"If you lose dollars for the firm, I will be understanding;
if you lose reputation, I will be ruthless."
It's probably unnecessary to tell the tales again...
Enron, WorldCom, Firestone, Global Crossing, HealthSouth, Arthur Andersen, Dynegy, Qwest, Waste Management, Adelphia, Tyco, Sunbeam, Coca-Cola, Halliburton...
Indeed, corporate America at the turn of the Millennium was filled with notorious cases of ethical failure. Between 1999 and 2002, we all watched as unprincipled individuals in unaccountable cultures sank (or at least capsized) some great ships of American industry and innovation.
A perception of ethical crisis immediately followed in capital markets, regulatory agencies, board rooms, and the general public.
In 2002, Business Week reported that "opinion polls now place business people in lower esteem than politicians."1 During that same period, an ABC/Washington Post poll found that 75% of Americans expressed "limited confidence in large corporations,"2 while an NBC/Wall Street Journal poll found that 57% believed that "standards and values of corporate leaders and executives had dropped in the last 20 years."3
More recent surveys reflect the continuing trend:
Where did this ethical crisis in corporate America come from?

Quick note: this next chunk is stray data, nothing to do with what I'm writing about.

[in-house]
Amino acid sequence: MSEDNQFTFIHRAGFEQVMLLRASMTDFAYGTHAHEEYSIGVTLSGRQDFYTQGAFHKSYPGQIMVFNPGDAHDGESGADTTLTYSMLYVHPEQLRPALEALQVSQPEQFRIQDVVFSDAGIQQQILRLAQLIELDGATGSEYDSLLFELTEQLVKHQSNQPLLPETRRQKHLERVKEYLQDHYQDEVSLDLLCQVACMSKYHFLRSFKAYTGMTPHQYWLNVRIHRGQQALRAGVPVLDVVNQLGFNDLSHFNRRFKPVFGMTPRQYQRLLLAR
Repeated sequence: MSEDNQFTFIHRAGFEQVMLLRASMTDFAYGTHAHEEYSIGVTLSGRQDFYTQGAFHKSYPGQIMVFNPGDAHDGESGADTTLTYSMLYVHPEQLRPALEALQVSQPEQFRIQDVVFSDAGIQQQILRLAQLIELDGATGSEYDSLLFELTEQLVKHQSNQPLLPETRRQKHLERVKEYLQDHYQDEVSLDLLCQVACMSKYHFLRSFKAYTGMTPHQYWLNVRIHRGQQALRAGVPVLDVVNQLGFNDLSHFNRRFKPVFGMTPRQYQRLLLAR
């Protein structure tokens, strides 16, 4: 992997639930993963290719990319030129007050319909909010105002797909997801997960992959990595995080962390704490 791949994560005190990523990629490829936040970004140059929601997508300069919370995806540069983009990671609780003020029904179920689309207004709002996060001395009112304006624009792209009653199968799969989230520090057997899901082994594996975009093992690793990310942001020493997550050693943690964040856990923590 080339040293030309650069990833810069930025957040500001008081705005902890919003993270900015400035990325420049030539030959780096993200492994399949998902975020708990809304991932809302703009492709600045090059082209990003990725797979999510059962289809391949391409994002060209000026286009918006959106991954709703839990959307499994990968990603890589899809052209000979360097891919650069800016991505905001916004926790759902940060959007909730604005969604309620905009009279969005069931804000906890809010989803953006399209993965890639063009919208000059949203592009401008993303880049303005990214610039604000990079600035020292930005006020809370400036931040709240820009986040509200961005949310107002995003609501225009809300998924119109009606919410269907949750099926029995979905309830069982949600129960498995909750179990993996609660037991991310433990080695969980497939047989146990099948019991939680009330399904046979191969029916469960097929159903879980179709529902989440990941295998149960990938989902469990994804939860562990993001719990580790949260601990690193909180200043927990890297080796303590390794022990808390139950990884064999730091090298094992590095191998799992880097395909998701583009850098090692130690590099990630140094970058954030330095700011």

- 80% of Americans think that business is too concerned about profits, and not concerned enough about workers, consumers, and the environment.4
- 77% of senior managers reported observing ethical misconduct in their organizations.5
- 74% of all employees reported that they had "personally seen" or had "firsthand knowledge of" misconduct within their organizations during the prior twelve months.6
- 70% of Americans said that "most businesses will take advantage of the public if they feel they are not likely to be found out."7
Where does it continue to come from?
Read more: Personal Crisis
1Jennifer Merritt, "For MBAs, Soul Searching 101," Business Week (September 16, 2002), p. 64.
2Gary Langer, "Confidence in Business: Was Low and Still Is," www.ABCNews.com, September 10, 2002.
3Eric Hellweg, www.Business2.0.com, September 10, 2002.
4Smith, Clurman, and Wood, Yankelovich Partners, Inc., Point, February 2005.
5Ethics Resource Center, National Business Ethics Survey, 2005, p. 30.
6KPMG Forensic Integrity Survey, KPMG International, 2006.
7Smith, Clurman, and Wood, Yankelovich Partners, Inc., Point, February 2005. See also, Ferrell, Fraedrich, and Ferrell, Business Ethics: Ethical Decision Making and Cases, Seventh Edition, Houghton Mifflin Company, 2008, for excellent academic coverage of contemporary issues in business ethics.
"We have no government armed with power capable of contending with human passions unbridled by
morality and religion. Our Constitution was made only
for a moral and religious people. It is wholly
inadequate to the
government of any other."